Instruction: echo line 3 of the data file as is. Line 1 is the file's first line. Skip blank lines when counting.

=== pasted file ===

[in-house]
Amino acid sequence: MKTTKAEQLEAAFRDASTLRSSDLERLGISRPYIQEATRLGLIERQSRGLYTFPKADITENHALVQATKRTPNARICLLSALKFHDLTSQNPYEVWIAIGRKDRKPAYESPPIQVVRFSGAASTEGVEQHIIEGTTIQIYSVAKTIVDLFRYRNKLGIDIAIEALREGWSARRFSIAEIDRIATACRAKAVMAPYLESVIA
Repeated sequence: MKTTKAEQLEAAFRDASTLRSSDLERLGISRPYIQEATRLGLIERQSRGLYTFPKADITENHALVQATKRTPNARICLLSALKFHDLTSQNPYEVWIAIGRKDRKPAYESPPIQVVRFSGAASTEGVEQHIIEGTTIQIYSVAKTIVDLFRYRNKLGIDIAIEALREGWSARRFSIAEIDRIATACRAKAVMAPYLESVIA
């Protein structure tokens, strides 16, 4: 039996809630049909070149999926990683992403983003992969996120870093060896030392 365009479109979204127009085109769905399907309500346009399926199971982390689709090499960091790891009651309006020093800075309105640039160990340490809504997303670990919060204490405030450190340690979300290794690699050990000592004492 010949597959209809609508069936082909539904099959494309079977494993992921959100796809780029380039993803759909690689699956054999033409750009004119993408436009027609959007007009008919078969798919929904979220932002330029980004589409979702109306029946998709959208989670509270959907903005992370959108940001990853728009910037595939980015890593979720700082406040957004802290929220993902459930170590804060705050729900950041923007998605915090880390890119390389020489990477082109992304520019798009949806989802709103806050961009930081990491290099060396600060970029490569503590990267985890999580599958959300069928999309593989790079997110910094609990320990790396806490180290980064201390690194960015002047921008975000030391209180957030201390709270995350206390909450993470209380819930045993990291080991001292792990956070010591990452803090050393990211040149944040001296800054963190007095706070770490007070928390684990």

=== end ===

Repeated sequence: MKTTKAEQLEAAFRDASTLRSSDLERLGISRPYIQEATRLGLIERQSRGLYTFPKADITENHALVQATKRTPNARICLLSALKFHDLTSQNPYEVWIAIGRKDRKPAYESPPIQVVRFSGAASTEGVEQHIIEGTTIQIYSVAKTIVDLFRYRNKLGIDIAIEALREGWSARRFSIAEIDRIATACRAKAVMAPYLESVIA